Strength #3: The CGI Animation
UglyDolls is texturally rich and full of bright primary colors, the same way that TV shows are deliberately designed to appeal to very young children. This first animated feature from STX Entertainment (Bad Moms, Molly’s Game) is certainly accomplished enough—something you particularly notice when the plush dolls are tossed into a washing machine as a punishment and come out looking like static electric puffballs at one point. The backgrounds and character design have a clean look to them—something that’s reinforced by an overall style that’s a happy medium between minimalist and cluttered, which makes sense, given that the STX mission is to produce and distribute medium-budget projects.

But the film does have its weaknesses.

Weakness #1, 2, and 3: The Concept
As more than a few reviewers have already pointed out, this film doesn’t really cover much in the way of new ground, which makes it seem average and formulaic. The parable nature of the plot plus the names of the places—Uglyville and Perfection—will have people thinking of familiar Dr. Seuss landscapes. And we’ve seen so many variations of outcasts or rejects trying to prove themselves that the plot seems hackneyed. There’s a bit of contrivance as well. We see scanners examining hundreds of toys in a factory as they roll past on conveyor belts, while the rejects are picked up and sent down the chute, not to a junk heap but to land in a fully functional little town with a mayor and everything. But while it was implied that the “perfect” toys of all different kinds were sent immediately to market, we later learn that there’s a toy gauntlet they have to run before they pass through a portal and assume their place with a loving child owner. Supervising this gauntlet and operating it like a boot camp is Lou, whom we learn is a prototype, meaning he wasn’t made to be sold. But why doesn’t Lou immediately send these rejects back after they’re discovered? And why is it that these weirdly shaped plush UglyDolls have to spend time in this town of Perfection to run the gauntlet when they’re plush and everyone else in the town is human-like? And why is there a town of Perfection anyway, except to have symbolic function? I mean, if the point is that perfect toys that pass the final gauntlet get to leave for the outside world, then why is there a whole town of dolls living in Perfection? Small children probably care, but when the only tweak you make to an otherwise familiar plot doesn’t make any sense, it counts for more than a single weakness.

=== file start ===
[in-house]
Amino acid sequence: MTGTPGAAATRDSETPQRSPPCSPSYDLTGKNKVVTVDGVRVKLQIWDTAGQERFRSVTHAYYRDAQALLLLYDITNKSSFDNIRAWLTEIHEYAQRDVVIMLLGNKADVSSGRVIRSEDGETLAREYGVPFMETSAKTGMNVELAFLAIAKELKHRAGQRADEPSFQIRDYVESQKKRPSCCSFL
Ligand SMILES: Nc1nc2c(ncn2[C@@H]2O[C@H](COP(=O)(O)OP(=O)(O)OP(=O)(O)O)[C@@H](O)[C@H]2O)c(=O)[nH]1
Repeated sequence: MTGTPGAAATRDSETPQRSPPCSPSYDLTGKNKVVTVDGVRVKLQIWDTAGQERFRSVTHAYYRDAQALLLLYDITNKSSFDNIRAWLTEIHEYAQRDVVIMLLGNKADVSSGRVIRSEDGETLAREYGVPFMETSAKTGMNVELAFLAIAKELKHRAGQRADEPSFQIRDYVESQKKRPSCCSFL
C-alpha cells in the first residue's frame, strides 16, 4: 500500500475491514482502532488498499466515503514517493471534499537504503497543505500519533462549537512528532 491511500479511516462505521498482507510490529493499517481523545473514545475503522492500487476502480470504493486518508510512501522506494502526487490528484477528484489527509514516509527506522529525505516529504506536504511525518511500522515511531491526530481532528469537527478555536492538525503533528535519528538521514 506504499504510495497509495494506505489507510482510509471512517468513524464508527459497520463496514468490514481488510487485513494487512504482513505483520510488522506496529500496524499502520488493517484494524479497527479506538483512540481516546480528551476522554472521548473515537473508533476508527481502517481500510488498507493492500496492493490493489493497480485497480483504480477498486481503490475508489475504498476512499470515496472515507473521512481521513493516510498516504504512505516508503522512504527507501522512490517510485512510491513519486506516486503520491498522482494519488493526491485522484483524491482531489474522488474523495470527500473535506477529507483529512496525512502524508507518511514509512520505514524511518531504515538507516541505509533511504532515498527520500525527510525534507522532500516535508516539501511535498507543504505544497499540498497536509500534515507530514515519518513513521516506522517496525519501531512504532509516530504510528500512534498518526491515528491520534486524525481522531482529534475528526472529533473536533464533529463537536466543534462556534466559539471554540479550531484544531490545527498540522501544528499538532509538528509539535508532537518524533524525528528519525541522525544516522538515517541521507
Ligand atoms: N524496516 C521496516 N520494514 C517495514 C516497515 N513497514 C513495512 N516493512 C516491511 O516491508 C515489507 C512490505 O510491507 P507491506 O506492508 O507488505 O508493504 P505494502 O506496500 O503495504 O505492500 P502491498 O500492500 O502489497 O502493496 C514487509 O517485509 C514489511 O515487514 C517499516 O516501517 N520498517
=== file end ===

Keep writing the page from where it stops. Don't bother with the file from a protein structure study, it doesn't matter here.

Bratz dolls debuted the same year as the UglyDolls, and three “spy girls” working for Lou in this animated film are rendered in such a way that you’ll find yourself thinking of the sassy dolls. But while there are a few self-referential jokes, for the most part UglyDolls is aimed at an audience too young to get them. Parents, meanwhile, will find them a welcome relief and wonder why the writers didn’t include more of them.

There are worse movies and TV shows to watch with your little ones over and over, but there are better ones too. This falls right in the middle . . . but you won’t be able to tell them that. Little ones ought to love this movie!